World Prematurity Day takes place on Sunday 17 November and is a global movement by organisations across the world to raise awareness of premature birth and the impact it can have on families. The Sick Children’s Trust is joining the charity Bliss to ask families what they wish they’d known to help others going through a similar experience. We talk to Rebecca and Lee Shannon, Jessica’s parents, who were supported by The Sick Children’s Trust in one of its ‘Homes from Home’, when their daughter was born at 27 weeks.
Lee and I wish we’d known more about pregnancy complications in general and what happens in the event of them. Our midwife was fantastic and it was her that spotted the signs and sent us to hospital, but we weren’t warned of any signs prior to that (although maybe they wouldn’t want pregnant mums to worry).
I owe my life, and my daughter’s, to the midwife who saw me when I was 27 weeks pregnant. If she hadn’t sent me to the hospital, both us of would’ve died. I’d describe my pregnancy as easy. There was no indication that Jessica would arrive early – let alone three months ahead of schedule. The midwife had noticed that my blood pressure was seriously high and admitted me to Hinchingbrooke Hospital, in Huntingdon. I felt fine until it increased to the point I was verging on a stroke. After a night in Hinchingbrooke, I was rushed over 20 miles away to The Rosie Hospital, Cambridge, where I was prepared to give birth to my daughter. I was told that I had two pregnancy complications (Pre-eclampsia & HELLP syndrome) and that Jessica’s growth was restricted. Four days after being admitted to hospital I was rushed to theatre for a caesarean and Jessica was born. She was taken straight to the Neonatal Intensive Care Unit (NICU) while I was taken to the close observation unit. I then developed sepsis and was very ill and had to have lifesaving bowel surgery. 30cm of my large intestine was removed and I spent a period of time in intensive care.
We didn’t comprehend the severity of the situation. Having a premature baby is a whole different world to having a full term baby, which is something we wish we’d known.
Jessica was so small. She was just 760g and only 10 inches long, the size of a small teddy bear. Heartbreakingly, I didn’t get to see or hold her because I was so ill and over the next four weeks we were often apart. We faced the toughest times of our lives as a family. While Jessica fought for her life, I did too. Our lives were often in the balance and Lee was at a loss. He must have travelled over 1,500 miles over that month from our home to the hospital and back again to be with us both. For him, it was exhausting and unbelievably stressful not knowing what he’d be arriving to every morning and unable to get to us in the night if anything happened.
Recognising my health situation, my consultants and the nurses on NICU got in touch with The Sick Children’s Trust. The charity provides free accommodation and emotional support, giving parents a place to stay close to their poorly children. Because Jessica was so ill and I also wasn’t one hundred percent better, the charity gave us keys to a room in Chestnut House. It was literally two floors below the ward I’d been in, and where Jessica was. We had our own bedroom, with an en-suite, access to a kitchen to cook meals and a living room to have a cup of coffee and take five minutes in. Above all else, it was the closeness to NICU and Jessica that made the real difference, reducing our stress levels and taking away our concerns. I was no longer worrying about Lee travelling all those miles alone, and he wasn’t worried about us. It was so reassuring to know our little family was under the same roof, albeit a hospital one.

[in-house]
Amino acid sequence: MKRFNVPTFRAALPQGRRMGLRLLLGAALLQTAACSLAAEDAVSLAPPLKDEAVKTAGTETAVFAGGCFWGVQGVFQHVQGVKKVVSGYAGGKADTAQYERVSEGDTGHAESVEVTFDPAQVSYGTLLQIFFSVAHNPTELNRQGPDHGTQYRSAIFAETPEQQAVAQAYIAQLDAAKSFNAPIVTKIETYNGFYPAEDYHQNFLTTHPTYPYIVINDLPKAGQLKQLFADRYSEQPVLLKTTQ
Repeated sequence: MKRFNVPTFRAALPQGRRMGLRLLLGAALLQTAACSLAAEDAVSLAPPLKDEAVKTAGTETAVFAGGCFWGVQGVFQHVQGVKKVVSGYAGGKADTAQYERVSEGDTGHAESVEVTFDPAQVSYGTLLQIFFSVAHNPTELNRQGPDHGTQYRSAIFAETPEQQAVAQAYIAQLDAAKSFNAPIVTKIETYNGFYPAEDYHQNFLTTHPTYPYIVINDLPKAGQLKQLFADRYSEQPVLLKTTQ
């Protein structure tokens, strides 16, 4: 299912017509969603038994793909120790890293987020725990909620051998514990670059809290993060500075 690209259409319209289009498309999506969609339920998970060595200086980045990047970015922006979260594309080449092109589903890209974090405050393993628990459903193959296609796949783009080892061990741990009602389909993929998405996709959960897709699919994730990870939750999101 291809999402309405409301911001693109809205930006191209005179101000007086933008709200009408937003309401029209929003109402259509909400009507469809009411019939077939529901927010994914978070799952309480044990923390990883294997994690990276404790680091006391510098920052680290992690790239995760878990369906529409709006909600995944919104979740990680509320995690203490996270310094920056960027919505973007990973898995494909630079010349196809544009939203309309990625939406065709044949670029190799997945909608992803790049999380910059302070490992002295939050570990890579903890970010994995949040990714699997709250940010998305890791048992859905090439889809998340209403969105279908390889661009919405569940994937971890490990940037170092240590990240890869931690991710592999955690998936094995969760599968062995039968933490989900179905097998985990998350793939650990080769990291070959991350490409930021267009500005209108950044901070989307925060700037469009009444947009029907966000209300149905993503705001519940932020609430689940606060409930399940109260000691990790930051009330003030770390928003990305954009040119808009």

Not only are the staff in NICU an incredible support by structuring your expectations all the way through, keeping you fully informed each and every day, the families you meet at Chestnut House are amazing. For us, one of The Sick Children’s Trust coffee mornings was a great way to meet people that had already been through our situation and came out the other side, so to speak. We were in the midst of our darkest days, but meeting the mums and dads who had been there and were now playing with their toddlers who had been where Jessica was gave us the hope we needed.
There’s nothing quite like meeting people who understand you and your situation which is why living somewhere like Chestnut House is so emotionally supportive. Whilst there we met numerous families in the same situation as us, one of which has continued as a very close friendship.
While Jessica was poorly, Lee and I were so focused on being strong for her that I don’t think we fully realised what we were going through – so now we are trying to resolve the trauma we’ve experienced. 18 months on and this still has an effect on us, mainly me, although having counselling has helped to ease the pain but it’s far from over.
It would’ve helped, we think, to have all the information we needed to hand which directed us to the right websites to access the help we needed. For now though, we are just grateful to all the staff at the hospital and The Sick Children’s Trust for all their help and are embracing all the moments we have with our gorgeous little girl.
It’s been a long road we’ve travelled, with many scares and hospital visits. Remarkably, Jessica is doing really well. Despite coming home on oxygen, she’s now off it a year later and is doing much better than we expected.
We give families with a seriously ill child in hospital a comfortable place to stay and a friendly ear to listen in one of our ten ‘Homes from Home’. Providing families with somewhere to stay together just minutes from the hospital means that they can be by their sick child’s side and have one less thing to worry about.
To give a family with a premature baby in hospital a place to stay in one of our ‘Homes from Home’, donate £30 today.